SAN ANTONIO (AP) — Iowa freshman Caitlin Clark is stepping up on the big stage of the women’s NCAA Tournament,…
SAN ANTONIO (AP) — Iowa freshman Caitlin Clark is stepping up on the big stage of the women’s NCAA Tournament, and really stood out in a small gym to send the Hawkeyes to the Sweet 16.
Clark finished with 35 points on 13-of-21 shooting and six 3-pointers after outscoring Kentucky on her own in the first half, and the Hawkeyes advanced with an 86-72 victory Tuesday in the second-round game played in the cozy arena on the campus of Division II school St. Mary’s University.
“I really liked the court, obviously. It kind of seemed like a high school court in a way, the arena was pretty compact,” Clark said. “It was a shooter’s gym. … I thought that was totally on display.”
The fifth-seeded Hawkeyes (20-9) had what coach Lisa Bluder called a perfect start, scoring the game’s first 11 points — with all five starters getting a basket, Clark’s being a 3-pointer.
They led throughout to advance past the second round for only the third time in their 14 NCAA appearances during Bluder’s 21 seasons. They did go to the Elite Eight in the last tourney two years ago before losing to eventual champion Baylor.
“Getting everybody involved like that is so good for us. You start out 11-0, make them call that timeout real quick,” Bluder said. “That was one of the best starts I’ve seen in a long time, on both ends of the court.”
Two-time AP All-American guard Rhyne Howard finished with 28 points to lead the fourth-seeded Wildcats (18-9). She was 1 of 7 shooting in the first half, but finished 8 of 21 with five 3-pointers, along with eight assists. Dre’Una Edwards added 16 points and Jazmine Massengill 10.
After fourth-seeded Kentucky finally got its first basket of the game, Clark passed ahead to Monika Czinano for a breakaway layup. Surrounded by defenders later in the first half, Clark whipped a cross-court pass to McKenna Warnock wide open on the left wing for a 3-pointer that made it 44-20.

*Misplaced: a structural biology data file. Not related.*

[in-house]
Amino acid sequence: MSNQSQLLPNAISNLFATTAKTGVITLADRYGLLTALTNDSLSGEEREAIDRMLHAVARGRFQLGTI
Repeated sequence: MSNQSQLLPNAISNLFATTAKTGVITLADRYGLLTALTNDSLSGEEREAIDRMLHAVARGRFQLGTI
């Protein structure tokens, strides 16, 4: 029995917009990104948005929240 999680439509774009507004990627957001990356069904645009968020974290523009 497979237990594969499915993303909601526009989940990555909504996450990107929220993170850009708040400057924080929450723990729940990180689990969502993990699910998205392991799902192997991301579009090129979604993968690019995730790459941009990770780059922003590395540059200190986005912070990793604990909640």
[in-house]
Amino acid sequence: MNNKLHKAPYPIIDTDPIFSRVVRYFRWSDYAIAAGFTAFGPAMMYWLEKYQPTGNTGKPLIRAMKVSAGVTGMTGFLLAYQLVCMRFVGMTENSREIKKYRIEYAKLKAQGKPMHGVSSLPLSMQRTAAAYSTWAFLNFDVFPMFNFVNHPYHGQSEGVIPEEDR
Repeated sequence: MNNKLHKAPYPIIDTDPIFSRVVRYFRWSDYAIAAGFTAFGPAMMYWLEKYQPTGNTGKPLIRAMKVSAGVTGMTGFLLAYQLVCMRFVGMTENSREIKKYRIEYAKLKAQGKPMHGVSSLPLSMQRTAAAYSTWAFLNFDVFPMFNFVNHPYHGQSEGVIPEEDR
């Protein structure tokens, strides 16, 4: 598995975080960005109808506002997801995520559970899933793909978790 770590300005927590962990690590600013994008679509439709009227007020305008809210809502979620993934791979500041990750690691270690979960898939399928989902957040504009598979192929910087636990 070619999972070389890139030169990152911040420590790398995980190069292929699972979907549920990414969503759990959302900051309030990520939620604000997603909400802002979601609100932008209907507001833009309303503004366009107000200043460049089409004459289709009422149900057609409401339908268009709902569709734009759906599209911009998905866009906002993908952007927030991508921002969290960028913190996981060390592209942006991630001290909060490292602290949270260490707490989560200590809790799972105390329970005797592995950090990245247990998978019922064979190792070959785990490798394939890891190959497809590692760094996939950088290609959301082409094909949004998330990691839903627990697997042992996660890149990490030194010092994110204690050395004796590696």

A second-team AP All-American who entered the game as the national leader with 26.5 points per game, Clark also had seven rebounds and six assists. Her 35 points and six 3-pointers were both NCAA tournament records for Iowa.
“She was making tough shots. It’s like asking what teams do against me, I’ve been in that position multiple times and it hasn’t worked,” Howard said. “We made her take tough shots and she was hitting. She was hot and making everything. There’s not much we could’ve done.”
Czinano added 14 points and Warnock 10 as the Hawkeyes shot 57% (35 of 61) from the field, including 53% (10 of 19) from beyond the arc.
“We didn’t give enough resistance,” Wildcats coach Kyra Elzy said. “We were playing star defense (on Clark) and it was hard to double (inside). We needed to push out a little bit more. … It was a disappointing finish.”
Iowa led 49-22 at halftime of the River Walk Region game. Clark got the last of her 24 points before the break on two free throws with 3 seconds left.
“I came out, my shot was feeling nice, and I just kept it going from there,” said Clark, who had a good feeling during shootaround in the 3,800-seat gym a few miles from the Alamodome, where the rest of the games will be played.
“If she thinks it’s a shooter’s gym, let her have it,” Bluder said. “She was feeling good. ”
Iowa will play River Walk Region No. 1 seed UConn, which has a standout freshman of its its own in All-American guard Paige Bueckers.
Like Iowa, the biggest run for Kentucky was 11 points in a row. The Wildcats’ long spurt was over 2 1/2 minutes in the third quarter. When Massengill’s layup capped it, they were still down 55-39. Iowa then got a 3-pointer from Warnock and a three-point play by Clark.
Iowa entered the game ranked dead last in scoring defense — 336th out of 336 teams — allowing 80.2 points per game. The Hawkeyes were 315th in field goal defense at 44.5%. Kentucky shot only 21.6% in the first half (8 of 37), with the 22 points the fewest Iowa has allowed in a half all season.
“That was amazing, I mean 22 points we held them to in the first half, 11 in each quarter,” Bluder said. “I just thought we came out with really great defensive energy in that first half. It was tremendous.”
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